My draft of my entry for the Ilkley Literature Festival, handwritten with the ‘new’ blue and black fountain pen. It was only copytyped on the iPad when finished, a couple of hours before the ‘performance’. I’ll hopefully grt the two ‘attic gems’ working soon.

My draft of my entry for the Ilkley Literature Festival, handwritten with the ‘new’ blue and black fountain pen. It was only copytyped on the iPad when finished, a couple of hours before the ‘performance’.
I’ll hopefully get the two ‘attic gems’ working soon.

I just made a breakthrough in my writing. I picked up a fountain pen.

I had not handwritten anything other than short notes since writing to my mother when I was first in Romania in 1993 and had no access to a computer; even then it was with a ballpoint. I found it very difficult, having been used to a computer for the previous ten years, and a typewriter before that, since becoming a journalist in the early ‘60s.

How welcome a handwritten ‘letter’ was

What prompted me to move to handwritten was the reaction of my former student Paula, now a Romanian high school teacher of English, to a handwritten note included in a packet I sent to her (one of my ‘attic gems’ – a special English course I wrote when teaching in Romania). She said it was wonderful to receive a handwritten ‘letter’. I promised to ‘keep in touch’ with handwritten letters from time to time (among brief encounters on Messenger) and as two more of my ‘attic gems’ were fountain pens I decided to go the whole hog and go to fountain pen. The two old ones were not working (I intend to fix them) so I acquired a new one.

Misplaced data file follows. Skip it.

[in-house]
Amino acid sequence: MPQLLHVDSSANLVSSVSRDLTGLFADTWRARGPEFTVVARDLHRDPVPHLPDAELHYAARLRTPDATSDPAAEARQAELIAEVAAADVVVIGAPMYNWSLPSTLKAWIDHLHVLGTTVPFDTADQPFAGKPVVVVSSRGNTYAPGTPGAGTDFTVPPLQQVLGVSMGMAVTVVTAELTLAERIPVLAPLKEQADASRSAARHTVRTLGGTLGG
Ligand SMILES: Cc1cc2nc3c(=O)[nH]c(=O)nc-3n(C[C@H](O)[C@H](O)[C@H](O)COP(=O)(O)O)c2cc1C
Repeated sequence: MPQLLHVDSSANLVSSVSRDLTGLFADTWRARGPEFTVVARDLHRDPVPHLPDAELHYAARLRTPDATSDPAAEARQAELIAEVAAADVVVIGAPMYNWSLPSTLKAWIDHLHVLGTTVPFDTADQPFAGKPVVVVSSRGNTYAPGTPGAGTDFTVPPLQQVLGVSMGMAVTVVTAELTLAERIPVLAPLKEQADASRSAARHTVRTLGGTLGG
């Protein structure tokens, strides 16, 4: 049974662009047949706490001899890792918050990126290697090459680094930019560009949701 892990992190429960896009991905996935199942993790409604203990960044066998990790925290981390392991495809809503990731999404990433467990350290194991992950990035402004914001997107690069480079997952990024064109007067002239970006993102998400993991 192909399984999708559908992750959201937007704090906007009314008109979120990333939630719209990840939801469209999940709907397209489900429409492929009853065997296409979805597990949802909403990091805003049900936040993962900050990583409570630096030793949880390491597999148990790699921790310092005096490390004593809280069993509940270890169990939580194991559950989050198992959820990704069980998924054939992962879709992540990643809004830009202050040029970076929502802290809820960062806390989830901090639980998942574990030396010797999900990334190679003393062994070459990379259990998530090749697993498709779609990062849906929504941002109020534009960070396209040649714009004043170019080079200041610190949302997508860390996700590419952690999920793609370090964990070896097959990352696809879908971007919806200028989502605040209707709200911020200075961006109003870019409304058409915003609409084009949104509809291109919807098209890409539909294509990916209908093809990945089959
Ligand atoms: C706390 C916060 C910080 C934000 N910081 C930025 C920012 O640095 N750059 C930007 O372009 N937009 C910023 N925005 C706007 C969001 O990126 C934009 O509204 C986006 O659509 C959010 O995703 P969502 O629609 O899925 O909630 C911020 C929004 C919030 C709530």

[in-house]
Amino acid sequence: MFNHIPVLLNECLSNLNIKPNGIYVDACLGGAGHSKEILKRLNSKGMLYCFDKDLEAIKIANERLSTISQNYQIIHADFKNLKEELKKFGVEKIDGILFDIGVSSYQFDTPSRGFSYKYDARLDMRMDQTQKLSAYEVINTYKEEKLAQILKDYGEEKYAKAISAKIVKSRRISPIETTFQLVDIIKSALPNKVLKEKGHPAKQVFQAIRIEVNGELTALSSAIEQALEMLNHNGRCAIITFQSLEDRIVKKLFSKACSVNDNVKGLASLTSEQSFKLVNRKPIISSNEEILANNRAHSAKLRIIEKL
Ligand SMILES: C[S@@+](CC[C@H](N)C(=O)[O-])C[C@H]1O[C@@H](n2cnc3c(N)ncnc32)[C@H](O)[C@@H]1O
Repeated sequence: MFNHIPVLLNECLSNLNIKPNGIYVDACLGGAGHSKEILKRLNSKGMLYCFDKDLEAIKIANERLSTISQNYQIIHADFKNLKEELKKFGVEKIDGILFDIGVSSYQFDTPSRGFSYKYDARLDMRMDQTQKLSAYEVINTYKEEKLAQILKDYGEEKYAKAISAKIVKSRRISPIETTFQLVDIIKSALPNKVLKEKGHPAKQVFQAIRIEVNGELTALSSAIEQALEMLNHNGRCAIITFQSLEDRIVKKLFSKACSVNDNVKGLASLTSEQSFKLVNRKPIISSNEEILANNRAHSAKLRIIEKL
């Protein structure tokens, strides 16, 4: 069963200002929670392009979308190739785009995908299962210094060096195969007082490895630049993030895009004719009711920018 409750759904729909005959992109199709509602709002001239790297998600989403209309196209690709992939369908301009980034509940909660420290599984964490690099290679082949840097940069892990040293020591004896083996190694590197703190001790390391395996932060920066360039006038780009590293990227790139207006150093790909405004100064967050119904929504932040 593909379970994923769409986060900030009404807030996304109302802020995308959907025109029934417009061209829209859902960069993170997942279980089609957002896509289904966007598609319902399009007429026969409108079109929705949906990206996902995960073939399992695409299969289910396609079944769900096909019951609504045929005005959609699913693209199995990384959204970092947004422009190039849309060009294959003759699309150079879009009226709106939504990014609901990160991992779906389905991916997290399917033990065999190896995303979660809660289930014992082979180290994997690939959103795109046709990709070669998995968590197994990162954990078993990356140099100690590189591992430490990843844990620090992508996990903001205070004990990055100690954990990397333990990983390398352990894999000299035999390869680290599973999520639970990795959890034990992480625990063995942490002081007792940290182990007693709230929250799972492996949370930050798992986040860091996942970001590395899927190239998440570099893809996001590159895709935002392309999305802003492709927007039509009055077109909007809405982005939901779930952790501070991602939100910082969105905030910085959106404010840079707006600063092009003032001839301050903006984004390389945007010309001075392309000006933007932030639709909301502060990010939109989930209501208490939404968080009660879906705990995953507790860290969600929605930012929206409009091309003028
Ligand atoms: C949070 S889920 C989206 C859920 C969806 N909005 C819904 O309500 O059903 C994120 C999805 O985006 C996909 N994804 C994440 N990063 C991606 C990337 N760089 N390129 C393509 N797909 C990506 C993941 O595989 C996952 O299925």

Transformation

Having begun the first letter to Paula during the time I had to write my contribution to our writers’ club ‘performance’ at the Ilkley Literature Festival, I began to scribble my ‘poem’ in a primary school exercise book with the fountain pen. What a transformation!

Ideas tumbling out of the fountain pen

Firstly, the ideas tumbled out like never before. Secondly, I began to do something I’ve said I almost never do – edit what I’ve written, neither during nor after writing (this comes from journalism where I almost always had no time to edit – often writing as many as 60 stories a week including one or more long features). With the fountain pen I found myself crossing out, writing alternative lines, jotting down ideas as they came, making lists of rhyming words as I was following Lewis Carroll’s ABAAB rhyming scheme. All very strange to me.

Even stronger urge to write

Now, the urge to write ‘creatively’ is far stronger with a fountain pen in my hand. I wonder if this will bring my ‘novella’ out of it’s long hibernation. Or even extend it to be a novel.

This writing by hand doesn’t extend to what you might call ‘non-creative’ writing, like writing blog posts. Those are still written on the the iPad (more rarely on the MacBook). So this post is written on the iPad, as will be most future posts, but if they include some ‘creative writing’ you can be pretty sure that will have been written first on paper, with a fountain pen. The only disadvantage of writing by hand is that to include hand written pieces  in something ‘digital’ they have to be typed up on a digital device.

PS. My first, 10 page, letter to Paula, composed over a couple of weeks, was posted on Saturday morning.

I’d  be really interested to hear from others whether the medium with which they write influences their writing, particularly use of a fountain pen (or not).

You can read my finished ‘poem’ on a previous post, or hear me read it on the post of 5 October.

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